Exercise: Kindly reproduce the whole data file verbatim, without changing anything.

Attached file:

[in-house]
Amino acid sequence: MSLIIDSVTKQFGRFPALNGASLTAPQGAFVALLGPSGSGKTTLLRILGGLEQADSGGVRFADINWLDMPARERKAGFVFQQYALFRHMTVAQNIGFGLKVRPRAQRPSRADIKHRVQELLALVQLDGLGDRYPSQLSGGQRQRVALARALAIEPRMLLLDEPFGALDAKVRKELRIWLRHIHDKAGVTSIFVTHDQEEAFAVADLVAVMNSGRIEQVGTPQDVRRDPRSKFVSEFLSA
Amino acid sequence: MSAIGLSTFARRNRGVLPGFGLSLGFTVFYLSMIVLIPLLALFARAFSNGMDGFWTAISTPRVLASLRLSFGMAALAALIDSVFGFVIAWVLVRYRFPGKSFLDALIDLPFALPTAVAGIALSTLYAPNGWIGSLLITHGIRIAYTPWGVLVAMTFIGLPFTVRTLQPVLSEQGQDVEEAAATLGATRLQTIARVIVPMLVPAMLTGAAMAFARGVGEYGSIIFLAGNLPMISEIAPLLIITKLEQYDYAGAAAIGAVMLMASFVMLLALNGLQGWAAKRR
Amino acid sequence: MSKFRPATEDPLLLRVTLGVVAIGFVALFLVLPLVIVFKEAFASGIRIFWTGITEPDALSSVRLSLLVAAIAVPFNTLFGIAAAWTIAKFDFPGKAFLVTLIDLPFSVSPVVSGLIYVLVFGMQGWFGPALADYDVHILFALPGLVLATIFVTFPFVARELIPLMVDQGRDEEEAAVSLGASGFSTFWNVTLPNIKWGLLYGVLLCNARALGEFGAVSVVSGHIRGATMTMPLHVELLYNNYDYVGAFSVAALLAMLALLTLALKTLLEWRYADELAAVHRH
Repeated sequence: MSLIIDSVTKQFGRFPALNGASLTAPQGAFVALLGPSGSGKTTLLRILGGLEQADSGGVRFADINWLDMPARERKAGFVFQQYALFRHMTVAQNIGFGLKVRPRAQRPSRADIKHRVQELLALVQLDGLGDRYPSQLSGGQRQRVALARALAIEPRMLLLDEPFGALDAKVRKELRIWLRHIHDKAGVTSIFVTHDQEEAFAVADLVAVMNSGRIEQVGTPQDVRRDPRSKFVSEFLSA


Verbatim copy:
[in-house]
Amino acid sequence: MSLIIDSVTKQFGRFPALNGASLTAPQGAFVALLGPSGSGKTTLLRILGGLEQADSGGVRFADINWLDMPARERKAGFVFQQYALFRHMTVAQNIGFGLKVRPRAQRPSRADIKHRVQELLALVQLDGLGDRYPSQLSGGQRQRVALARALAIEPRMLLLDEPFGALDAKVRKELRIWLRHIHDKAGVTSIFVTHDQEEAFAVADLVAVMNSGRIEQVGTPQDVRRDPRSKFVSEFLSA
Amino acid sequence: MSAIGLSTFARRNRGVLPGFGLSLGFTVFYLSMIVLIPLLALFARAFSNGMDGFWTAISTPRVLASLRLSFGMAALAALIDSVFGFVIAWVLVRYRFPGKSFLDALIDLPFALPTAVAGIALSTLYAPNGWIGSLLITHGIRIAYTPWGVLVAMTFIGLPFTVRTLQPVLSEQGQDVEEAAATLGATRLQTIARVIVPMLVPAMLTGAAMAFARGVGEYGSIIFLAGNLPMISEIAPLLIITKLEQYDYAGAAAIGAVMLMASFVMLLALNGLQGWAAKRR
Amino acid sequence: MSKFRPATEDPLLLRVTLGVVAIGFVALFLVLPLVIVFKEAFASGIRIFWTGITEPDALSSVRLSLLVAAIAVPFNTLFGIAAAWTIAKFDFPGKAFLVTLIDLPFSVSPVVSGLIYVLVFGMQGWFGPALADYDVHILFALPGLVLATIFVTFPFVARELIPLMVDQGRDEEEAAVSLGASGFSTFWNVTLPNIKWGLLYGVLLCNARALGEFGAVSVVSGHIRGATMTMPLHVELLYNNYDYVGAFSVAALLAMLALLTLALKTLLEWRYADELAAVHRH
Repeated sequence: MSLIIDSVTKQFGRFPALNGASLTAPQGAFVALLGPSGSGKTTLLRILGGLEQADSGGVRFADINWLDMPARERKAGFVFQQYALFRHMTVAQNIGFGLKVRPRAQRPSRADIKHRVQELLALVQLDGLGDRYPSQLSGGQRQRVALARALAIEPRMLLLDEPFGALDAKVRKELRIWLRHIHDKAGVTSIFVTHDQEEAFAVADLVAVMNSGRIEQVGTPQDVRRDPRSKFVSEFLSA